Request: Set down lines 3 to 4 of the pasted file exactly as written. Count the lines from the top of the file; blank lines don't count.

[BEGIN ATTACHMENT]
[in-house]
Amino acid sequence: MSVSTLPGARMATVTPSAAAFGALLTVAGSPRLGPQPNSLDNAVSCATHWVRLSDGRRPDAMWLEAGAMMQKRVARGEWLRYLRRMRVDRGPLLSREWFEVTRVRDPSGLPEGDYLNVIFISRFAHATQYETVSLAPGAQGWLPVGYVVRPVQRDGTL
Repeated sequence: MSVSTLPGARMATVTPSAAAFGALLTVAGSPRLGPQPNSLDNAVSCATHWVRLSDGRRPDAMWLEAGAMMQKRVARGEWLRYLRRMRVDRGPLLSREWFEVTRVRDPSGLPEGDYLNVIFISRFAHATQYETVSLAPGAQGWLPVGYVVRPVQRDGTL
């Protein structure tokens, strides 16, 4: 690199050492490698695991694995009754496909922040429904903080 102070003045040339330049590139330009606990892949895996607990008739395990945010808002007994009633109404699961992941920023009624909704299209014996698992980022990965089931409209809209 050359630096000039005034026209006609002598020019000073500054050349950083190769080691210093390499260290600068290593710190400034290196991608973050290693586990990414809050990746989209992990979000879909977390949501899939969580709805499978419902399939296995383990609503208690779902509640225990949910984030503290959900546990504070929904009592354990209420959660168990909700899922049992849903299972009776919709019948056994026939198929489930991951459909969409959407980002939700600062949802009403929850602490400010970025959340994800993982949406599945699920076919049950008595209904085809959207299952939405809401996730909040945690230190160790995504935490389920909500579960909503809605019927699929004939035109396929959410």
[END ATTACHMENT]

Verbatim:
Repeated sequence: MSVSTLPGARMATVTPSAAAFGALLTVAGSPRLGPQPNSLDNAVSCATHWVRLSDGRRPDAMWLEAGAMMQKRVARGEWLRYLRRMRVDRGPLLSREWFEVTRVRDPSGLPEGDYLNVIFISRFAHATQYETVSLAPGAQGWLPVGYVVRPVQRDGTL
């Protein structure tokens, strides 16, 4: 690199050492490698695991694995009754496909922040429904903080 102070003045040339330049590139330009606990892949895996607990008739395990945010808002007994009633109404699961992941920023009624909704299209014996698992980022990965089931409209809209 050359630096000039005034026209006609002598020019000073500054050349950083190769080691210093390499260290600068290593710190400034290196991608973050290693586990990414809050990746989209992990979000879909977390949501899939969580709805499978419902399939296995383990609503208690779902509640225990949910984030503290959900546990504070929904009592354990209420959660168990909700899922049992849903299972009776919709019948056994026939198929489930991951459909969409959407980002939700600062949802009403929850602490400010970025959340994800993982949406599945699920076919049950008595209904085809959207299952939405809401996730909040945690230190160790995504935490389920909500579960909503809605019927699929004939035109396929959410």